Tchelitchew's early painting was abstract in style, described as Constructivist and Futurist and influenced by his study with Aleksandra Ekster in Kiev. After emigrating to Paris he became associated with the Neoromanticism movement. He continuously experimented with new styles, eventually incorporating multiple perspectives and elements of surrealism and fantasy into his painting. As a set and costume designer, he collaborated with Serge Diaghliev and George Balanchine, among others.
In Paris Tchelitchew became acquainted with Gertrude Stein and, through her, the Sitwell and Gorer families. He and Edith Sitwell had a long-standing close friendship and they corresponded frequently.
Among Tchelitchew's well-known paintings are portraits of Natalia Glasko, Edith Sitwell and Gertrude Stein and the works Phenomena (1936-1938) and Cache Cache (1940-1942). He designed sets for Ode (Paris, 1928), L'Errante (Paris, 1933), Nobilissima Visione (London, 1938) and Ondine (Paris, 1939), among other productions.
Alexandra Zaoussailoff was sister of Pavel Tchelitchew; he addressed her as Choura (in Russian: Shura). She was the only other member of Tchelitchew’s immediate family to emigrate from Russia and lived primarily in Paris.
Appendix: Guide to the Microfilm
Series I, correspondence between Pavel Tchelitchew and Edith Sitwell and other papers found with Sitwell-Tchelitchew correspondence are available on microfilm.
|Reel||Boxes filmed||Folders filmed||Notes|
|1||9-10||165-182||Tchelitchew, to Edith Sitwell 1930-1945|
|2||10||183-199||Tchelitchew, to Edith Sitwell 1946-1957, undated|
|2||5-6||108-117||Sitwell, Edith, to Tchelitchew 1929-1932|
|3||6-7||118-133||Sitwell, Edith, to Tchelitchew 1932 -1941|
|4||7-8||134-144||Sitwell, Edith, to Tchelitchew 1942-1946|
|5||8-9||145-155||Sitwell, Edith, to Tchelitchew 1946-1949|
|6||9||156-158, 164||Sitwell, Edith, to Tchelitchew 1950-51, undated|
|6||1||7||Balston, T., to Tchelitchew 1931 Apr 28|
|6||1||16||Chatenay, Emile, to Tchelitchew 1934 Nov 6|
|6||2||44||Gorer, Geoffrey, to Tchelitchew 1930-32, n.d.|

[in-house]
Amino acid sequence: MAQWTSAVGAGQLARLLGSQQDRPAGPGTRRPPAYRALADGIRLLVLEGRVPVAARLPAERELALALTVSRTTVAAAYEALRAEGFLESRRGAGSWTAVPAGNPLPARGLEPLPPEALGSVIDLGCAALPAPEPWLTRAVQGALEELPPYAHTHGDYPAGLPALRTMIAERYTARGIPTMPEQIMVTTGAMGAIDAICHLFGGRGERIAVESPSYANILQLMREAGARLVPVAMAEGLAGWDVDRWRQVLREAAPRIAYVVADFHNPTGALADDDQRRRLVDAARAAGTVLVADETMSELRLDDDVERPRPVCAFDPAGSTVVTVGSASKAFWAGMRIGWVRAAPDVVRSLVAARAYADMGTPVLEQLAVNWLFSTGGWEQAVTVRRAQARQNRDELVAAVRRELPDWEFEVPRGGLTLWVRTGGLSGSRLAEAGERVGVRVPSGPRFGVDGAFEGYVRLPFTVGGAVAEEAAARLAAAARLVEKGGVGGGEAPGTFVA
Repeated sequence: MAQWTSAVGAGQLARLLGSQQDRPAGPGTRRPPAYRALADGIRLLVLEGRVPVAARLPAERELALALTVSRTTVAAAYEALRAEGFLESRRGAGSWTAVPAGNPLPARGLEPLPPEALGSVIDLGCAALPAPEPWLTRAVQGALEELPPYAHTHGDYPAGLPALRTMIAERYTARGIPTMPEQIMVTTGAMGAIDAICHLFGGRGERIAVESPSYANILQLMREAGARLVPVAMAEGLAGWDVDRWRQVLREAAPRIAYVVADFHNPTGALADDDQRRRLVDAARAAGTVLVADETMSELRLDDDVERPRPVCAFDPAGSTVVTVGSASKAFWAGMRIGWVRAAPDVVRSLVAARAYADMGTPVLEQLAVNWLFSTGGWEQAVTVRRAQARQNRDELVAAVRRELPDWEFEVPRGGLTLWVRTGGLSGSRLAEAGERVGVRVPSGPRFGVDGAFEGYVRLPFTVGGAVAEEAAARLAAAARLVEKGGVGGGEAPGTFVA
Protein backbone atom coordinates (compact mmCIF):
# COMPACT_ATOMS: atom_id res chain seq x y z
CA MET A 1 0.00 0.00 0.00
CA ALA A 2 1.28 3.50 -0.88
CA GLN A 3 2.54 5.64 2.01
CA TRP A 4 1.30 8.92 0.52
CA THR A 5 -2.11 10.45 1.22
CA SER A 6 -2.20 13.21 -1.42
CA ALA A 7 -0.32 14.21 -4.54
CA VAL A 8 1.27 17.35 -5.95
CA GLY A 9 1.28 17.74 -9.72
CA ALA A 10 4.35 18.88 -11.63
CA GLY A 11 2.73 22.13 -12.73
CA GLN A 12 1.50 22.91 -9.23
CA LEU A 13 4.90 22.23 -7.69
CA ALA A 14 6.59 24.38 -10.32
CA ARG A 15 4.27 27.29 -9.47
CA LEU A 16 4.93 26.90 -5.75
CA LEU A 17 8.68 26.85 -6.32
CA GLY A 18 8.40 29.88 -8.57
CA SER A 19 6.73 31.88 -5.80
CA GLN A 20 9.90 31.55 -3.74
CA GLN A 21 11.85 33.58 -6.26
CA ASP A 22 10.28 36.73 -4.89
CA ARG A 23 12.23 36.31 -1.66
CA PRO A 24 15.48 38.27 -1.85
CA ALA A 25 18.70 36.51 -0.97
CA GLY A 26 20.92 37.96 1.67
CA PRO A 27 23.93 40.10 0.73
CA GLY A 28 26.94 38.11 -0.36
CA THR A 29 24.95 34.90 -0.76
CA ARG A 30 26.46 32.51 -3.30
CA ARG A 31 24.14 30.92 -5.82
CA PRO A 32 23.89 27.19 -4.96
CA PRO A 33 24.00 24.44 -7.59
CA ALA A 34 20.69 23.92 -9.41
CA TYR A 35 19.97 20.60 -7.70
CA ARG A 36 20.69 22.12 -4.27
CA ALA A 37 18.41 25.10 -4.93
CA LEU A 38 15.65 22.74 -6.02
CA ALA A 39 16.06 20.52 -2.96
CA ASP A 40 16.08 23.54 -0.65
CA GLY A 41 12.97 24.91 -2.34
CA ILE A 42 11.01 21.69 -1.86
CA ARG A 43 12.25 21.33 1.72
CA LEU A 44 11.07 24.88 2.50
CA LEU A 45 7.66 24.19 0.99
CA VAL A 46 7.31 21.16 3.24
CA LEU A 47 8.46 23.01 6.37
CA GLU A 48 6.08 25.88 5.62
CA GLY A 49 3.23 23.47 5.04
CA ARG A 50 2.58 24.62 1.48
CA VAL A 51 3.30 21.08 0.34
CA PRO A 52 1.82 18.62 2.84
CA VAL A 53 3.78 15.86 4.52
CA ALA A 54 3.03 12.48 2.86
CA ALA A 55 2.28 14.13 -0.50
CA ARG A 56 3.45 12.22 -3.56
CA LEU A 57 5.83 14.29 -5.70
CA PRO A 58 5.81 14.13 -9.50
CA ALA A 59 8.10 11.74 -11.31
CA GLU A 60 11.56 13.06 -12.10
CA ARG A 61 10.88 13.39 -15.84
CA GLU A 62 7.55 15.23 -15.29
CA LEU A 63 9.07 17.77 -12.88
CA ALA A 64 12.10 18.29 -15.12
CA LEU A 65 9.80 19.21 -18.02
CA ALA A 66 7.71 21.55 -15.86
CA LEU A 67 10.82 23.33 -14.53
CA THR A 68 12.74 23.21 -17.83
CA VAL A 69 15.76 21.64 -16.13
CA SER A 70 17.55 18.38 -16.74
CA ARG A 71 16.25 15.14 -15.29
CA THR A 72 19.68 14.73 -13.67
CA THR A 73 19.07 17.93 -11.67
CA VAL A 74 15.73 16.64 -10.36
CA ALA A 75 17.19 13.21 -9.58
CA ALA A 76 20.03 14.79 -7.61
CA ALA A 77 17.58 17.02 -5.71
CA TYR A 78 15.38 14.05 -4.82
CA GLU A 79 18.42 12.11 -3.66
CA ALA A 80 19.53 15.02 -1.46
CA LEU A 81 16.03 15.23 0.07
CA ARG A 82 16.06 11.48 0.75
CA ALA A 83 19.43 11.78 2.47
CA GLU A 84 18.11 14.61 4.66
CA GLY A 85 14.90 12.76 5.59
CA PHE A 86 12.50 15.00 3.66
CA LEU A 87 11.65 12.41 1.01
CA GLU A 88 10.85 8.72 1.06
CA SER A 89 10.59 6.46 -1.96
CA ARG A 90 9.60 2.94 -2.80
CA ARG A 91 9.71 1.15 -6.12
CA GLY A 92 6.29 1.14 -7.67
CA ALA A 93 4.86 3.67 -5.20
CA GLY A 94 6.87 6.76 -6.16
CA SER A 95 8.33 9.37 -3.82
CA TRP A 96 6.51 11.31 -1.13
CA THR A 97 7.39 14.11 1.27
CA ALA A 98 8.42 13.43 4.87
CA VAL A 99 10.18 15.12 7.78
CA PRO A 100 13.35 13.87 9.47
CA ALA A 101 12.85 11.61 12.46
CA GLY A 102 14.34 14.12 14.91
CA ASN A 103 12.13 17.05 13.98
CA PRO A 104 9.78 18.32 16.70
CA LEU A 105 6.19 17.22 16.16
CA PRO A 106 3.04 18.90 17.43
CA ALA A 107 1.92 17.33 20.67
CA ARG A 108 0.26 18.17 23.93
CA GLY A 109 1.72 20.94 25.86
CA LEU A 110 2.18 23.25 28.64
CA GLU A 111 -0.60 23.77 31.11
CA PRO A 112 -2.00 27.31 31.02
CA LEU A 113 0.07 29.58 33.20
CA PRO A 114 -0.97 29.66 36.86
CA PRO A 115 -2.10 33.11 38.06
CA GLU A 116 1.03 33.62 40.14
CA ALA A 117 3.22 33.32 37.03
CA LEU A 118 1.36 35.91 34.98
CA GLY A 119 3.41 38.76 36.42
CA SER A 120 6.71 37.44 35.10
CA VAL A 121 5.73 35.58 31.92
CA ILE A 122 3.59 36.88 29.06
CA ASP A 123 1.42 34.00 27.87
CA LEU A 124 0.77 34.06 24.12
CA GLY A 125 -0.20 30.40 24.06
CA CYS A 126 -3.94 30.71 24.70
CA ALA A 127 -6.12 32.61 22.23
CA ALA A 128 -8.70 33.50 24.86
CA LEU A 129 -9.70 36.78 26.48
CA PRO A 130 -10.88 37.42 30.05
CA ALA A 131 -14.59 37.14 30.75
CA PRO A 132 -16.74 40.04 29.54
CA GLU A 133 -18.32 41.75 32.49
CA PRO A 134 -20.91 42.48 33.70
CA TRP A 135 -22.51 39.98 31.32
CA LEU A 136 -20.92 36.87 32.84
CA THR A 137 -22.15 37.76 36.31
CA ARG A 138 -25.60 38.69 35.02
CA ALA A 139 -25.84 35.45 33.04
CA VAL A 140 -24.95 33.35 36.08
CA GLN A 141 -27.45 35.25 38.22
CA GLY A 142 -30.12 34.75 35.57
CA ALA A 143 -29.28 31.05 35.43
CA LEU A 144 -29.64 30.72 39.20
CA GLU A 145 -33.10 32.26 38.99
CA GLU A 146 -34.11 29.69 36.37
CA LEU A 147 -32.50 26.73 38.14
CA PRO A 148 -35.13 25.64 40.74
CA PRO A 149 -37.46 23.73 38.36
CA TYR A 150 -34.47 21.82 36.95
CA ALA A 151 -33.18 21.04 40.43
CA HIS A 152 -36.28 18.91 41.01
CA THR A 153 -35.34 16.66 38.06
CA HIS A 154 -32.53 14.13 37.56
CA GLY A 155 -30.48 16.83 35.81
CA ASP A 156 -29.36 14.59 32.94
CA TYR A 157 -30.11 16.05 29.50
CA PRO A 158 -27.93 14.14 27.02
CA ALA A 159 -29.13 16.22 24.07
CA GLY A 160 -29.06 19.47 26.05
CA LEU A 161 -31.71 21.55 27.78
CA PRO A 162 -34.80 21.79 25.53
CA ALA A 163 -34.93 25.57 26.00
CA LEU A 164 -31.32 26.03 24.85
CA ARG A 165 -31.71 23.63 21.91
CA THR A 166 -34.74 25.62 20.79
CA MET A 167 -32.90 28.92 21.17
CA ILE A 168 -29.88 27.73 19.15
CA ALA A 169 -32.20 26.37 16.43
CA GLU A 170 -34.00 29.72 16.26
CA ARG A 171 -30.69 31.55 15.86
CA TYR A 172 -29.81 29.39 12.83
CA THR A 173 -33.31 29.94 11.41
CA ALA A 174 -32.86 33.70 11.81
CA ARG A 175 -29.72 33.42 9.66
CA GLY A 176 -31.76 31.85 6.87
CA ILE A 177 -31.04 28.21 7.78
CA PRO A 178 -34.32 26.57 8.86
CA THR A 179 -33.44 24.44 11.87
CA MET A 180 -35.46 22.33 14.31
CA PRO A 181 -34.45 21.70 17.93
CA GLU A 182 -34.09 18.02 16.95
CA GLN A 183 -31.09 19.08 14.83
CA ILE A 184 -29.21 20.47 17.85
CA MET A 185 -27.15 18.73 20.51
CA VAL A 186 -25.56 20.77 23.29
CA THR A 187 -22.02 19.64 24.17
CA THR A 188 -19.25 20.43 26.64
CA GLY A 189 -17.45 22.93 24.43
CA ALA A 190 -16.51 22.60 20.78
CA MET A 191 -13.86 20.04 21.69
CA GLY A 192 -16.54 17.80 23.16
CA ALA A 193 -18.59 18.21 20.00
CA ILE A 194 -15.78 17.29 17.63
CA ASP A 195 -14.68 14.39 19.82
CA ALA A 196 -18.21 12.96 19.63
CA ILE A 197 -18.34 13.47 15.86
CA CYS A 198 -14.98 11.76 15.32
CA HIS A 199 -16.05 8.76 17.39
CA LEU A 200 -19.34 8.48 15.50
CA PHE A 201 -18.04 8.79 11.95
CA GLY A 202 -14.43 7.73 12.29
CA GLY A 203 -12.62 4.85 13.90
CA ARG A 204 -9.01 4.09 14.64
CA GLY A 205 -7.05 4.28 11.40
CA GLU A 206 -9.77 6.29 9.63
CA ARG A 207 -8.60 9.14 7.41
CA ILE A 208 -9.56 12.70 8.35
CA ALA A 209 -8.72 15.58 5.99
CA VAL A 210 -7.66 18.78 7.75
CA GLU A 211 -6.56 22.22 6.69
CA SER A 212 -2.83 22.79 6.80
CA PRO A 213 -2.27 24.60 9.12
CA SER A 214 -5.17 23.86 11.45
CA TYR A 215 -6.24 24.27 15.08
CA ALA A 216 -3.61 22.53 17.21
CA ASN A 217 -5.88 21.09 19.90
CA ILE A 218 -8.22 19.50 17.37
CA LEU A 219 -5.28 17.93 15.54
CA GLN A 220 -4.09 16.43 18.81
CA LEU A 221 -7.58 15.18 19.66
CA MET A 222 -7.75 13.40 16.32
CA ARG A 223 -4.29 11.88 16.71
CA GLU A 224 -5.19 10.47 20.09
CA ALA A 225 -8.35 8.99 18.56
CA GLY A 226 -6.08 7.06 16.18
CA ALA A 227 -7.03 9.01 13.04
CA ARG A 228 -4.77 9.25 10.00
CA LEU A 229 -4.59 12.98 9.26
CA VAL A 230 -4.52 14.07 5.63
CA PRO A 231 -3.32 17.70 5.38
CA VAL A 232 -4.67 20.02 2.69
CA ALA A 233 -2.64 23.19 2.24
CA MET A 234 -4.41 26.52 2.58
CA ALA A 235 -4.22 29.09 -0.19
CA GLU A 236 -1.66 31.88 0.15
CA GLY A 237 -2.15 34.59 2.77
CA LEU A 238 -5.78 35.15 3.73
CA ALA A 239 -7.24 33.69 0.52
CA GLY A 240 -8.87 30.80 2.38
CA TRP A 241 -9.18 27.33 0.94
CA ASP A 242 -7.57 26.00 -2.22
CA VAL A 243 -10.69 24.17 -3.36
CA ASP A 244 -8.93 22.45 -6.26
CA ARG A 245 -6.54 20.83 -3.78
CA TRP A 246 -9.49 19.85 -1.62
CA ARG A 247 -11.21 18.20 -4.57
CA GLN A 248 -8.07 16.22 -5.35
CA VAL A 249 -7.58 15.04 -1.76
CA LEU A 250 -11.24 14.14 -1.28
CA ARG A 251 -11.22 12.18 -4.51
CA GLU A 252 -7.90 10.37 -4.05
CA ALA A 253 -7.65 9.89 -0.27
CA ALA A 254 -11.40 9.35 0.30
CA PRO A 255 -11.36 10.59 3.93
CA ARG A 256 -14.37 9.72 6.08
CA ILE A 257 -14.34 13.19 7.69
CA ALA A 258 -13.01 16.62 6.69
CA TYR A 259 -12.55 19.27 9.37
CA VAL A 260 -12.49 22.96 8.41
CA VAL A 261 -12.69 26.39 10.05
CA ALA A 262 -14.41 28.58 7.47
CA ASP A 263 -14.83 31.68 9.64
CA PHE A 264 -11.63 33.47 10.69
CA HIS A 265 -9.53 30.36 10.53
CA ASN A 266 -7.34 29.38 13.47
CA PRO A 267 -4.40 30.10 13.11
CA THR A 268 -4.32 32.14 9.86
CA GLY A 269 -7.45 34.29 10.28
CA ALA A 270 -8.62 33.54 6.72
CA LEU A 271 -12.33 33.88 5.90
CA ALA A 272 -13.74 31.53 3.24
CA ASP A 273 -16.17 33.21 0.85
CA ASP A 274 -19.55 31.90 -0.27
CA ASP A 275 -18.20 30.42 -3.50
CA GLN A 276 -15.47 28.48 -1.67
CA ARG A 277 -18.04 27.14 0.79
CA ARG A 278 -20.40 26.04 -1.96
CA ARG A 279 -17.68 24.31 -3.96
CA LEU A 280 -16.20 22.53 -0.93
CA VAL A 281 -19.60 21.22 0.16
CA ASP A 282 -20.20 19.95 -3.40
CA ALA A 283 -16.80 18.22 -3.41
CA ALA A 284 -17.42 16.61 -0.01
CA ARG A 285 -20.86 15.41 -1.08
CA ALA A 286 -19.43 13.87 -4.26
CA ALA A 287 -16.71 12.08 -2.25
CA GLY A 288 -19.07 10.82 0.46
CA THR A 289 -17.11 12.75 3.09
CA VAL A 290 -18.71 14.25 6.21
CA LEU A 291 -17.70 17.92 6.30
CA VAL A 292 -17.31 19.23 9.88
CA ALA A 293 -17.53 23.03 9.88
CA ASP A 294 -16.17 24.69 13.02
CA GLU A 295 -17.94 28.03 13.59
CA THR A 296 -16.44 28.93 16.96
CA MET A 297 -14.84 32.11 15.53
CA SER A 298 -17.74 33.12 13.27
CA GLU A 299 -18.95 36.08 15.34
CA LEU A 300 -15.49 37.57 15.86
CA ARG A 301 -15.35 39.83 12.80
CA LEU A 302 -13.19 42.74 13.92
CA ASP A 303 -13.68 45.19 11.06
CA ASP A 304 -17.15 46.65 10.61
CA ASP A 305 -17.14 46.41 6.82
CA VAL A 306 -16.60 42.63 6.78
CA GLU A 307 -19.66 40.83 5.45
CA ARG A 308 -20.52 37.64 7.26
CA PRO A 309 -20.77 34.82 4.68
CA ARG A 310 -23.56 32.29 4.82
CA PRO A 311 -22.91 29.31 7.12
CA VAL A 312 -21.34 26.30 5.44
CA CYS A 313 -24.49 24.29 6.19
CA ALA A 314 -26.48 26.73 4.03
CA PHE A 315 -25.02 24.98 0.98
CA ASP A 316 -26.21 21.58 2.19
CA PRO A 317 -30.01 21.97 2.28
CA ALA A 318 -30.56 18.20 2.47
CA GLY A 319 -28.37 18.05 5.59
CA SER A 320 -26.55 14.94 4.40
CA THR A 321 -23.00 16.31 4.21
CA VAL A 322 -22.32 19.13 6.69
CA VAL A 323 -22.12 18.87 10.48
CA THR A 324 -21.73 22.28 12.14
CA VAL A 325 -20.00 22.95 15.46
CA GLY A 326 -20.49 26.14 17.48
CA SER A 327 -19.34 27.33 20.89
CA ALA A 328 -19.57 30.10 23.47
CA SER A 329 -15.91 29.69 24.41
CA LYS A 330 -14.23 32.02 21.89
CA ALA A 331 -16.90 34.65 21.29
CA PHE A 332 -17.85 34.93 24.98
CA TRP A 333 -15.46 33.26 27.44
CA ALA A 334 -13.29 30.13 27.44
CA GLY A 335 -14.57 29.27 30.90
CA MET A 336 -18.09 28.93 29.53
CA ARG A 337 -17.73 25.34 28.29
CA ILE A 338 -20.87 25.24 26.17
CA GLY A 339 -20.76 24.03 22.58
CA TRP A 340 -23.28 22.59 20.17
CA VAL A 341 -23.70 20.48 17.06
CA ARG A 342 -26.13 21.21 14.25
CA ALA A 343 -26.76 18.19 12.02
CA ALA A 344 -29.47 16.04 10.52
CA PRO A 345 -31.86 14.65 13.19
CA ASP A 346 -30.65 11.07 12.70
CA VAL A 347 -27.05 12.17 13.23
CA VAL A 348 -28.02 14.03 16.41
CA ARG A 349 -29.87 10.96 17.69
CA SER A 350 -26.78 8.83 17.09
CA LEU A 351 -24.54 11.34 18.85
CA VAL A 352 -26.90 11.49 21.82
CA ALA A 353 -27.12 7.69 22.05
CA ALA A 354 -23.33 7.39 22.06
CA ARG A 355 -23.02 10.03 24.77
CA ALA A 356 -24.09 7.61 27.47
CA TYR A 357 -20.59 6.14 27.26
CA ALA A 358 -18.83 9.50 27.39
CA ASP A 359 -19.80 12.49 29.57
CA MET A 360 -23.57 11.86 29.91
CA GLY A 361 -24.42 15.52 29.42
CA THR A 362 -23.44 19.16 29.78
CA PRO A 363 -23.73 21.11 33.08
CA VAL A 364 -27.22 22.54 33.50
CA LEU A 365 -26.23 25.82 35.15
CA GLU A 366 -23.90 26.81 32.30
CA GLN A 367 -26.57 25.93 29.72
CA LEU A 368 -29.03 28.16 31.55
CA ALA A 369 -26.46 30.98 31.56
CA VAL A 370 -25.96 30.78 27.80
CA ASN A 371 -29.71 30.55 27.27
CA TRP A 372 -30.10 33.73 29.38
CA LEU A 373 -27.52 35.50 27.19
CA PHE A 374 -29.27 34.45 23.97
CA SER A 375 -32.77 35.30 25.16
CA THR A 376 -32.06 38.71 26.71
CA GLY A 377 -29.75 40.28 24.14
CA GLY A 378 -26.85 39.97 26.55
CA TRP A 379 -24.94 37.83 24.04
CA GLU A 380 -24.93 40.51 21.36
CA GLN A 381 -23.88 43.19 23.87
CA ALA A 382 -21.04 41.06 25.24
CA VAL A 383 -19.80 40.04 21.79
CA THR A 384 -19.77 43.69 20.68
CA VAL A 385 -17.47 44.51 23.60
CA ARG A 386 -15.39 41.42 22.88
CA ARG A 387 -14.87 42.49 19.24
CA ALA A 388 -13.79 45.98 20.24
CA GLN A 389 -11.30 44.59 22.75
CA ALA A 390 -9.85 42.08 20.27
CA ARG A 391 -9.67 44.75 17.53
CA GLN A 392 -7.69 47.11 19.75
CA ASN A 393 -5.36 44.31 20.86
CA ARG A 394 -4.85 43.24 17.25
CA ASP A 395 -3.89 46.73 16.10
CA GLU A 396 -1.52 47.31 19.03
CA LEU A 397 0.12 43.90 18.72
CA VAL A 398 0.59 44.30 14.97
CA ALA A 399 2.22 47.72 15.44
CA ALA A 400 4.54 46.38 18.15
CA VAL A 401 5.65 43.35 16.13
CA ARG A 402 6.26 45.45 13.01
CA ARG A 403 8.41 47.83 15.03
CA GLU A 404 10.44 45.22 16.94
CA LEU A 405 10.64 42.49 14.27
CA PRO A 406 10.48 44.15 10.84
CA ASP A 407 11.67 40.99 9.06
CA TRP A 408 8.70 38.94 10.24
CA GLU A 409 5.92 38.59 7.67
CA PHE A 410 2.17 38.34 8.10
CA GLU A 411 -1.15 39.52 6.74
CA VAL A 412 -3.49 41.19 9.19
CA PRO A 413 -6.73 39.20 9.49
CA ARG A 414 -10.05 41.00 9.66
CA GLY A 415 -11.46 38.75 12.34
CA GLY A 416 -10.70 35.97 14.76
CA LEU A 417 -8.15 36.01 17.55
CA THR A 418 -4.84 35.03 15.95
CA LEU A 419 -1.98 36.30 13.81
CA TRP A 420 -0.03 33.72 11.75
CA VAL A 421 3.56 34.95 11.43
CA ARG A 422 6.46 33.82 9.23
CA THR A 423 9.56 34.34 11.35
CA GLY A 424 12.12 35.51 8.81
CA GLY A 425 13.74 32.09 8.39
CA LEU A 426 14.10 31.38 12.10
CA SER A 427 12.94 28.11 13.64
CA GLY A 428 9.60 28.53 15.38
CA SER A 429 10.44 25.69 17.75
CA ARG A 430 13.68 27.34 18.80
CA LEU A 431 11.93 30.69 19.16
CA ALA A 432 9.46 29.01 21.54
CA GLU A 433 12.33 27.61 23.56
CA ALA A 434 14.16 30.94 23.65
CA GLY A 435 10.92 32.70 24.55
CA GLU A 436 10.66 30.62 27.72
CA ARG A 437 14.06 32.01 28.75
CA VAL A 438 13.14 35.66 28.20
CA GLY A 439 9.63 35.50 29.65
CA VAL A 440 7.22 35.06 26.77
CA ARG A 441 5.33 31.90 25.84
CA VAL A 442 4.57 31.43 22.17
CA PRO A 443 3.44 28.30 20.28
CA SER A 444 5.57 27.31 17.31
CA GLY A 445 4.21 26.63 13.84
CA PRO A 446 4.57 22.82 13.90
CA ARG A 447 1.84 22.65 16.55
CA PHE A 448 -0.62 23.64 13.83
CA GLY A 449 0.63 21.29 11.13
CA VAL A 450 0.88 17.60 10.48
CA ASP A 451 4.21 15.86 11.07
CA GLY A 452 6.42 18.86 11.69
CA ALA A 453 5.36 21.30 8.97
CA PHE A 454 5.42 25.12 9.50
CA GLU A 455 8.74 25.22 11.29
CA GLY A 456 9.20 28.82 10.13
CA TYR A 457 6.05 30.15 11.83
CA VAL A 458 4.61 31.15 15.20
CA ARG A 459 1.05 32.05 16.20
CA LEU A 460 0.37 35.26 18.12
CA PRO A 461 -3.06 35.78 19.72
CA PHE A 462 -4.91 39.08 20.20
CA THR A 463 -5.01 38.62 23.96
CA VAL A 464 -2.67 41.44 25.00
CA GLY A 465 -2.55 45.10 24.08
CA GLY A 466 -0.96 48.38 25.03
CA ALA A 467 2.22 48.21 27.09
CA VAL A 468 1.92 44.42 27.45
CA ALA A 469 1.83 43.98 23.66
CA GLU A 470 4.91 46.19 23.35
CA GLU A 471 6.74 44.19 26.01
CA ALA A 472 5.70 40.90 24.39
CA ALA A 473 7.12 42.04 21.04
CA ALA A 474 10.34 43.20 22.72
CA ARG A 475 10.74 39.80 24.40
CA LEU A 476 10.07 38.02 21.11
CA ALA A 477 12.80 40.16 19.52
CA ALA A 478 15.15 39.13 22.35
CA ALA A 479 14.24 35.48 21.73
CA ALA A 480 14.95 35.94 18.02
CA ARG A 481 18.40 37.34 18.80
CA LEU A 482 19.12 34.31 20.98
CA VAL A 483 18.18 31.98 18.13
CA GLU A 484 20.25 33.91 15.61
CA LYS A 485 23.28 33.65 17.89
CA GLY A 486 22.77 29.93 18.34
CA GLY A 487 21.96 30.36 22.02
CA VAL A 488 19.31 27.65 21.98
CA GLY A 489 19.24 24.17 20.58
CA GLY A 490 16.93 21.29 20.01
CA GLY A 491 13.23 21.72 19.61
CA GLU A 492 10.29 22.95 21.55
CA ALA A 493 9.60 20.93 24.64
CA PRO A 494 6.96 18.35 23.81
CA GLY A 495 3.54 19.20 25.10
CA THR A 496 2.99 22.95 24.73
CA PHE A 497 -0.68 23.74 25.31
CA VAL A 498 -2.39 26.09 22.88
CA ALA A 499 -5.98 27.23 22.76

|6||2||53||[James?], Edward, to Tchelitchew 1936 Jul 29|
|6||4||81||Koshkin, Vera, [to Tchelitchew?] 1935|
|6||4||82||Le Vincent, Charles, to Tchelitchew 1932 Jan 1|
|6||4||106||Saint Jean, Robert de, to Tchelitchew ca. 1931 Aug|
|6||11||204||Sitwell, Osbert, to Tchelitchew 1945 Feb 1|
|6||11||207||Speiser, Maurice, to Tchelitchew 1941 Feb 6|
|6||16||289||Zaroudnaia, Varvara, to Tchelitchew 1946|
|6||10||200||Edith Sitwell: "Notes on the nature of the greatest poetry", typescript carbon, corrected n.d.|
|6||10||201||Edith Sitwell: "A Sleepy Tune", holograph n.d.|
|6||10||202||Note by Tchelitchew accompanying gift of letters 1949 Feb 26|
|6||18||314||Sitwell, Edith, to Alexandra Zaoussailoff n.d.|
Formerly partially processed under the call numbers ZA Tchelitchew and GEN MSS 466. Processing completed and finding aid revised in 2009.
- Art, Modern -- 20th Century
- Ballets russes
- Ford, Charles Henri, 1908-2002
- Gorer, Geoffrey, 1905-
- Kochanski, Sofia
- LGBTQ resource
- Painters -- Russia (Federation) -- 20th Century -- Archives
- Painters -- Soviet Union -- Archives
- Painters -- United States -- Archives
- Painting, American
- Russia -- Emigration and immigration
- Set designers -- United States
- Sitwell, Edith, 1887-1964
- Tanner, Allen, 1898-1987
- Tchelitchew, Pavel, 1898-1957
- Tyler, Parker, 1904-1974
- Women authors
- Zaoussailoff, Alexandra, 1903-
- Zarudnaia, Varvara Fedorovna
- Guide to the Pavel Tchelitchew Collection
- by Lisa Conathan
- Description rules
- Describing Archives: A Content Standard
- Language of description note
- Finding aid written in English.